While the euro has simplified currency management for one large region where selling in nondollar currencies is common, it has set off a pitched battle between corporate finance executives and banks in the 12 euro-zone nations over what constitutes a domestic payment when money crosses political borders, Allman-Ward reports.

"In corporate thinking, a euro is a euro. If that is the currency of the party they are paying, it's a domestic payment and should not be subject to cross-border fees. To banks, the checks still have to move from one national clearing system to another, so it's still cross-border," she explains. The banks have operational logic on their side, since the expenses are still there. But the corporates have passion. "They are outraged," she reports. Banks have not conceded the point, but in the face of pressure from the large corporations doing business in the region, they have dropped those fees to the point where they don't make much difference, she notes.

Making It Easy

As the number of potential fx customers grows, banks are scrambling to offer user-friendly solutions for businesses below Global 2000 status. For example, Citibank's WorldLink, one of the classic multicurrency payment services, now provides a multicurrency collection service as well. The collection service was introduced this year in North America, reports Karen Hung Kees, vice president and global business manager for WorldLink.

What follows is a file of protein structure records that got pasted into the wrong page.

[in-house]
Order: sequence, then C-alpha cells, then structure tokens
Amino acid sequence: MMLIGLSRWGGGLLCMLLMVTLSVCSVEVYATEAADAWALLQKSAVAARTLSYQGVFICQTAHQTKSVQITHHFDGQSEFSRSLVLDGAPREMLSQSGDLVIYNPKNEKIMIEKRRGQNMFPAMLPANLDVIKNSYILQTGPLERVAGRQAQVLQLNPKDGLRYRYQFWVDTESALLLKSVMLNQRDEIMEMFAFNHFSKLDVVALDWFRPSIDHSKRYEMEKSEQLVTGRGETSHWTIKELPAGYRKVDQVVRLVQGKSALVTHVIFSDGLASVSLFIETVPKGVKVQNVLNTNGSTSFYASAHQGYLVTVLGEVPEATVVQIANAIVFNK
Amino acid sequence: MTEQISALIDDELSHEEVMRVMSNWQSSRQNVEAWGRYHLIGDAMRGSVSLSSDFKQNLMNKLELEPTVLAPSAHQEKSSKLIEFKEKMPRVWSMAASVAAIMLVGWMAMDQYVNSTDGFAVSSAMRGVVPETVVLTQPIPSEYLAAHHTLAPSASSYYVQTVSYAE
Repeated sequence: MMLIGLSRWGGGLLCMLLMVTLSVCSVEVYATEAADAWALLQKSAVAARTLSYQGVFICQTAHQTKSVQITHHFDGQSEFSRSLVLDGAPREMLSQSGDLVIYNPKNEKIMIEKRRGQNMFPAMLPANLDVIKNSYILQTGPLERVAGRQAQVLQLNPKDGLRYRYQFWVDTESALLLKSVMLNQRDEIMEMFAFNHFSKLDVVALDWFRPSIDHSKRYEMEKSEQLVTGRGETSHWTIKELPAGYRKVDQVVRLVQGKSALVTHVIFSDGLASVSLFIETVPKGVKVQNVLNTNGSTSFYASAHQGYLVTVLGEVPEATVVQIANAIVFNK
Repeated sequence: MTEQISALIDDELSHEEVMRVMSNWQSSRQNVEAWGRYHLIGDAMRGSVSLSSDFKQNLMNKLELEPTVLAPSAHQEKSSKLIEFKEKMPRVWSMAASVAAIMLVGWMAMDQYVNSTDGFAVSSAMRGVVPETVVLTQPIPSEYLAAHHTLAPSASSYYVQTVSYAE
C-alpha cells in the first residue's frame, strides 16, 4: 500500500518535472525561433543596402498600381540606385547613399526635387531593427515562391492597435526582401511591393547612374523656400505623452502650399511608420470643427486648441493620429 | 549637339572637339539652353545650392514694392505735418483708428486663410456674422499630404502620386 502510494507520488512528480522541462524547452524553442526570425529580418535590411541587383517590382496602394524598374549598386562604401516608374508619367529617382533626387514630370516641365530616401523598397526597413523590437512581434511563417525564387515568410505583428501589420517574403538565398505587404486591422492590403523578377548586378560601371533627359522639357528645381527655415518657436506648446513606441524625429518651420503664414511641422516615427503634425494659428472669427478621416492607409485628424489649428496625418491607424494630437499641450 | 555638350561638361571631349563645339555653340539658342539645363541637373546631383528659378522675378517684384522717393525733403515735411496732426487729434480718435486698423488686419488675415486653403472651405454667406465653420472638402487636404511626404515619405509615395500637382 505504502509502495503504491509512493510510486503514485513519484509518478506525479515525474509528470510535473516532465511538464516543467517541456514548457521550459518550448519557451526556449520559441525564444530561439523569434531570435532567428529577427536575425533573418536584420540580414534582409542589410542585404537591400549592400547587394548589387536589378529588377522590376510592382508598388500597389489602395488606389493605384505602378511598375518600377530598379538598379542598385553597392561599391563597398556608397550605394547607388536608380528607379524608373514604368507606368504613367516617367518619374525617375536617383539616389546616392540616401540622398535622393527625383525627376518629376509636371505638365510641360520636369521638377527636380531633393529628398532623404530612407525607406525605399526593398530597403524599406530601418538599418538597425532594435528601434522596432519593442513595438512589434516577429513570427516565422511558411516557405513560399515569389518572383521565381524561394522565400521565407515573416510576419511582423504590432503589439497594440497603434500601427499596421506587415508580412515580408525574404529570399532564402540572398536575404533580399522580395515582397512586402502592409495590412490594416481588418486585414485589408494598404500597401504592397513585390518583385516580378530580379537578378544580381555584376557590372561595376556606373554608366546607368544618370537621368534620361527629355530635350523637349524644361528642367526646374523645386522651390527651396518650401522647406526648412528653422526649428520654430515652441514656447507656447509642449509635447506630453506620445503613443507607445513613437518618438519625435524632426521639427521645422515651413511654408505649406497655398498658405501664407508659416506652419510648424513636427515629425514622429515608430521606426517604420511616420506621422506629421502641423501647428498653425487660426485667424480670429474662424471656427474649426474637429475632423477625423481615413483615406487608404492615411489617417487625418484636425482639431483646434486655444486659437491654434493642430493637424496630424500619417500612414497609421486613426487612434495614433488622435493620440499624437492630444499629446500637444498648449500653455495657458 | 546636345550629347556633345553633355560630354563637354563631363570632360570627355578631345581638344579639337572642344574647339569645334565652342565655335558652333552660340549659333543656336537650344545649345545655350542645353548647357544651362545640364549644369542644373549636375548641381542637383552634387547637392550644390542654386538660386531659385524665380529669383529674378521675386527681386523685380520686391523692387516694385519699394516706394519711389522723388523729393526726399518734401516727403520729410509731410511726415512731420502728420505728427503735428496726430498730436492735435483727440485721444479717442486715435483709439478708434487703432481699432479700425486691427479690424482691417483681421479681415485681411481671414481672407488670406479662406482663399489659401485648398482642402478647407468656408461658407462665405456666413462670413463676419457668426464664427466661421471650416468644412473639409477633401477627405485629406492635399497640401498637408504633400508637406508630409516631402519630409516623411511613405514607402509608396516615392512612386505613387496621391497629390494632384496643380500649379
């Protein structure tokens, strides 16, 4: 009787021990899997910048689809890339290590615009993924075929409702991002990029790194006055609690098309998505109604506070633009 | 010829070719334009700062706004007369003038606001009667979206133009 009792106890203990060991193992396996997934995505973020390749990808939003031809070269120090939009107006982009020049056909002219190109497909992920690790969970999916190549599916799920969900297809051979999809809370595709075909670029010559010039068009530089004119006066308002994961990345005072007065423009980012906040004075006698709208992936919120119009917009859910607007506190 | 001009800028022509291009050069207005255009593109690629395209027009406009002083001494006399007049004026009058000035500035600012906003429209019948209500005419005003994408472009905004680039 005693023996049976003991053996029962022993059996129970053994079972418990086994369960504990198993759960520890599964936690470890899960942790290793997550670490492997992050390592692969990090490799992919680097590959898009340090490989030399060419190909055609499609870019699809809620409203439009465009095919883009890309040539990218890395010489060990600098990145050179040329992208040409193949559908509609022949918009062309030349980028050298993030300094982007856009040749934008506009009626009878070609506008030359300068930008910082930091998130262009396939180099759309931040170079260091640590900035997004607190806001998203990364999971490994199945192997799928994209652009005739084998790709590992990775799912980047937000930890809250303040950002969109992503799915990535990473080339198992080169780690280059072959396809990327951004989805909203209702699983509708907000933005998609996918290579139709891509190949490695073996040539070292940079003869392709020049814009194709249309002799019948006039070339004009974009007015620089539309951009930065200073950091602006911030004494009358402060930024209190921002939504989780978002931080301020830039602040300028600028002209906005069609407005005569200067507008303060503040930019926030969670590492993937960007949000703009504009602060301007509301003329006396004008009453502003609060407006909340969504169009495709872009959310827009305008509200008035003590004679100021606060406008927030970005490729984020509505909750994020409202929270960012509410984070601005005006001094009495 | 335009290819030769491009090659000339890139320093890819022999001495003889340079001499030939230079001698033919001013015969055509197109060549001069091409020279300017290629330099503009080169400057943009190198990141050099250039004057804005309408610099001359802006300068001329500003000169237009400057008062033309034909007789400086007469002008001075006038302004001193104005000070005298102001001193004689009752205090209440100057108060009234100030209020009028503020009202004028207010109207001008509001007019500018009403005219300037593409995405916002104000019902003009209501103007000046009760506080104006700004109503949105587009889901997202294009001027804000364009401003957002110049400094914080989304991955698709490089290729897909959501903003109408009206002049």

The service's users tell their customers to wire payments, in either dollars or their local currency, to a Citibank account in or near the buyer's country. The bank offers such accounts in 43 countries, representing 32 currencies, including the euro. If the payment is in a nondollar currency, the bank converts it to dollars (or whatever currency the biller requests) and transfers the funds to a designated account, which can be a concentration account in the United States, Kees explains. Billers send remittance information to the bank so it can match incoming payments with invoices.

Citibank customers receive a daily transmission containing amounts and reference numbers so they can close out the appropriate receivables, see what fx rate was applied and find out just what the proceeds of the transactions were. Despite some similarities, don't call it a lockbox. It's only for wires, and it has an embedded fx element, Kees points out. The service works particularly well when a company receives a lot of payments in a given currency but doesn't pay a lot of its own bills in that currency. In such cases, it's not economical to maintain accounts in that currency, she adds.